In keeping with an earlier post about the similarities between the secondary and collegiate job markets, I’ll start with the setting for the interviews. You know the “Pit” where many conference interviews take place for the MLA and AHA? (For those lucky enough to have avoided the pit, here is Daniel Kowalsky’s painfully accurate description from a CHE article:
The interviews take place in a massive convention hall which has been divided into hundreds of tiny, curtained cubicles. During the interview itself, you will hear swirling around you a symphony -- nay, a cacophony -- of voices identical to your own. If you don't know the answer to a given question -- for example, "How do you incorporate peer review into your teaching?" -- don't panic. In a moment or two, the answer will be supplied by a candidate sitting yards away, separated by that curtain.
Remarkably, the CSA meeting hall is worse: The tables are more closely packed together, and there are no curtains. Most horrifyingly, some schools held two interviews at the same table simultaneously: There would be two faculty members sitting across from two candidates conducting two interviews. I could only hope that the candidates were not applying for the same job. I never had the misfortune of sharing my table with another candidate, but without a doubt, the most difficult aspect of the interview was the noise. If the interviewer spoke in a soft voice, or if you had a loud-talker at a nearby table, half the questions were, “I beg your pardon?” At a few interviews, I found myself leaning across the table to hear a question, and half-worried that the interviewer might think I was coming in for a kiss. I should be clear that I do not mean this as a criticism – if there is a better way to conduct tons of interviews in a short time, I’ve never seen it.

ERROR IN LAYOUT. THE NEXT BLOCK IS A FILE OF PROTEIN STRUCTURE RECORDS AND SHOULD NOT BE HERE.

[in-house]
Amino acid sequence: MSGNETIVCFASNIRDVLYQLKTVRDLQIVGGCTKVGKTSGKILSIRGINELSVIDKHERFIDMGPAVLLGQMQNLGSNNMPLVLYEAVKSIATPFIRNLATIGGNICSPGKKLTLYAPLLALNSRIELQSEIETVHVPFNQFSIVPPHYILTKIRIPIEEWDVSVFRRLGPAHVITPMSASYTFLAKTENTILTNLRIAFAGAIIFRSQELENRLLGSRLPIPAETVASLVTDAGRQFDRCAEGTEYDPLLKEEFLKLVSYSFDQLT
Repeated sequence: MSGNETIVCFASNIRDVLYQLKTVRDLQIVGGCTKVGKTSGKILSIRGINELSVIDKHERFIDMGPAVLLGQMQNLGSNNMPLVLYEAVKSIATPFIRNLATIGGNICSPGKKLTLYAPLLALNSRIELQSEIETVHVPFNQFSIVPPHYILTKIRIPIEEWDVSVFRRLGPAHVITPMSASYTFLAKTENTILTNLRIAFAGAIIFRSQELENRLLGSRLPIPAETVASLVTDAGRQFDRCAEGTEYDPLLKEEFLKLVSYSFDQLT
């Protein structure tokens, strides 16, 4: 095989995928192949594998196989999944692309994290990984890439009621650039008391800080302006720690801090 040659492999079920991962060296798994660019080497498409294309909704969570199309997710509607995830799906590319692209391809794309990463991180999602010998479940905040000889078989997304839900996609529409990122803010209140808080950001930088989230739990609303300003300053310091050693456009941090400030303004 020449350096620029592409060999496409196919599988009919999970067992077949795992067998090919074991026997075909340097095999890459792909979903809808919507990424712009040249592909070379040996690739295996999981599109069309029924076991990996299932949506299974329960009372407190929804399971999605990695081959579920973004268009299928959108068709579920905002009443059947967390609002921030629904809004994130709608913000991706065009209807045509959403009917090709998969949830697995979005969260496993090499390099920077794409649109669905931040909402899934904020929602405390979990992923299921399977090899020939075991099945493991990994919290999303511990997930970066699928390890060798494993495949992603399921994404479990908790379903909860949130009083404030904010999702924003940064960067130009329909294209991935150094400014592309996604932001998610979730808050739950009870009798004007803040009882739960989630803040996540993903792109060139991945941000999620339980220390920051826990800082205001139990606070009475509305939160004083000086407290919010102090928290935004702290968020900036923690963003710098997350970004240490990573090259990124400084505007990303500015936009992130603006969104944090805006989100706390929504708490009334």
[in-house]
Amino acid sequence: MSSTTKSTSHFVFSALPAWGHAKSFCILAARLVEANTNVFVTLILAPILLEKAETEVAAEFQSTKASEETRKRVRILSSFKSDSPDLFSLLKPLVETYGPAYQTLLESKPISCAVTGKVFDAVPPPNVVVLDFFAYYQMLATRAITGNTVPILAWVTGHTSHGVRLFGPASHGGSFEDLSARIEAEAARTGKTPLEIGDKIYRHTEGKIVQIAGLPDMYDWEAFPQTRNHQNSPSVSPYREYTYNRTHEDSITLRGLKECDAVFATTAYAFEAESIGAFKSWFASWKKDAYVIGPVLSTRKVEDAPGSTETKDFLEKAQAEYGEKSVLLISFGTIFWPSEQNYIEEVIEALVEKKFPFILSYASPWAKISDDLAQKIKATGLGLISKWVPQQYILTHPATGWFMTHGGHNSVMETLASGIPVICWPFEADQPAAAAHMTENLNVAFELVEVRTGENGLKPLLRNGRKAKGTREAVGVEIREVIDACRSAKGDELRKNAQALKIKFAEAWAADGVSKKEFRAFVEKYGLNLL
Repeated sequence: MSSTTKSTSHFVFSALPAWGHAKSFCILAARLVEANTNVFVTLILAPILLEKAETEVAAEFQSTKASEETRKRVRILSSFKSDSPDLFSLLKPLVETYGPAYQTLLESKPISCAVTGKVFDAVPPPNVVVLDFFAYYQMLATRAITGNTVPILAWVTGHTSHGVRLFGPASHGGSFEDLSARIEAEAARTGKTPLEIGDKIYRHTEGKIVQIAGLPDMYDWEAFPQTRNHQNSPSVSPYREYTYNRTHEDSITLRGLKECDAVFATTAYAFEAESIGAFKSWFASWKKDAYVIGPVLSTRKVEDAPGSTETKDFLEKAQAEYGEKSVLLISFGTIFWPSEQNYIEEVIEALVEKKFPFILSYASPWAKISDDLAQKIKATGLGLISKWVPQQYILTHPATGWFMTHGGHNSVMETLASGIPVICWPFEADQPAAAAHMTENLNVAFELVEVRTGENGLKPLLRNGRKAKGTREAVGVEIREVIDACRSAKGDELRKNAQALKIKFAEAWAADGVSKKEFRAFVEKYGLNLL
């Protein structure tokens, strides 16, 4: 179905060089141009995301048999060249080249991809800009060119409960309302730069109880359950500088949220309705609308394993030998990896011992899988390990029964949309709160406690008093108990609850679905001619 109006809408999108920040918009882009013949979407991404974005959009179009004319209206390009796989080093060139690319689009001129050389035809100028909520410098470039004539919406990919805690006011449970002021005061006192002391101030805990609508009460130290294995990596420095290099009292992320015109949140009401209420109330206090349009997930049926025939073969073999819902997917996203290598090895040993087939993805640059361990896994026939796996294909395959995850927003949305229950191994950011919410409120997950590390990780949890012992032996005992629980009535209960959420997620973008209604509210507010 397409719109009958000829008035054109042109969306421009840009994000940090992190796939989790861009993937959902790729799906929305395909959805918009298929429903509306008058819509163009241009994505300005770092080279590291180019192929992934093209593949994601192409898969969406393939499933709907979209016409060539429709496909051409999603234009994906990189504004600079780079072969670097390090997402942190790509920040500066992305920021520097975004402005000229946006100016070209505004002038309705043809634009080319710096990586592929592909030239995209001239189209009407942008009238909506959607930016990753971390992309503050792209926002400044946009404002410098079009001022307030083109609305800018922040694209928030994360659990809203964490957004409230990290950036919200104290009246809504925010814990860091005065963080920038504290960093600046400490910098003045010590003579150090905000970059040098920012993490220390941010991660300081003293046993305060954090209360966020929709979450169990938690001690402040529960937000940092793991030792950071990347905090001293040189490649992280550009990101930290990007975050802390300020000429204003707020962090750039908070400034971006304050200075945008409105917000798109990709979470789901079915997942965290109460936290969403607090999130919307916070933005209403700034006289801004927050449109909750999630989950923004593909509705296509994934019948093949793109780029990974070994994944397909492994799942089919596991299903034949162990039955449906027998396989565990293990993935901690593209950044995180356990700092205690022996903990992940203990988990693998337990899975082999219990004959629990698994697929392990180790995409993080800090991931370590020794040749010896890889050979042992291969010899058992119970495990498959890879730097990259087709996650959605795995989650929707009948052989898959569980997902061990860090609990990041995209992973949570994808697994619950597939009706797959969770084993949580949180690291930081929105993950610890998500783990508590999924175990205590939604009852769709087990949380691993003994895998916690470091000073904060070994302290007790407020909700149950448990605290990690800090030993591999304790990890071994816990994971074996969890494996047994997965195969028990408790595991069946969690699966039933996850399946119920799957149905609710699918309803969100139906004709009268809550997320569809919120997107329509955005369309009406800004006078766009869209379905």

The most surprising difference between the MLA and a CSA conference is that schools really do schedule interviews on site. When I arrived at the conference, I saw the table reserved by St. Prestigious Prep, and remembered that they were conducting a search in my field. I stopped by to chat with the guy sitting at the table, and found out he was the head of the middle school. It wasn’t ideal (I’m looking for an upper school position), but we talked for a while, and he suggested I set up a meeting with the head of the entire school for the next day. This would simply never, ever, ever, ever happen at a collegiate conference. The moral of the story is that my CSA Representative is right. If you want an interview, go ask for it. The chances are that you’ll get turned down – I was 1-for-12 – but all it takes is one.
As I said, more to come on this front, but right now I've only got time for small bites...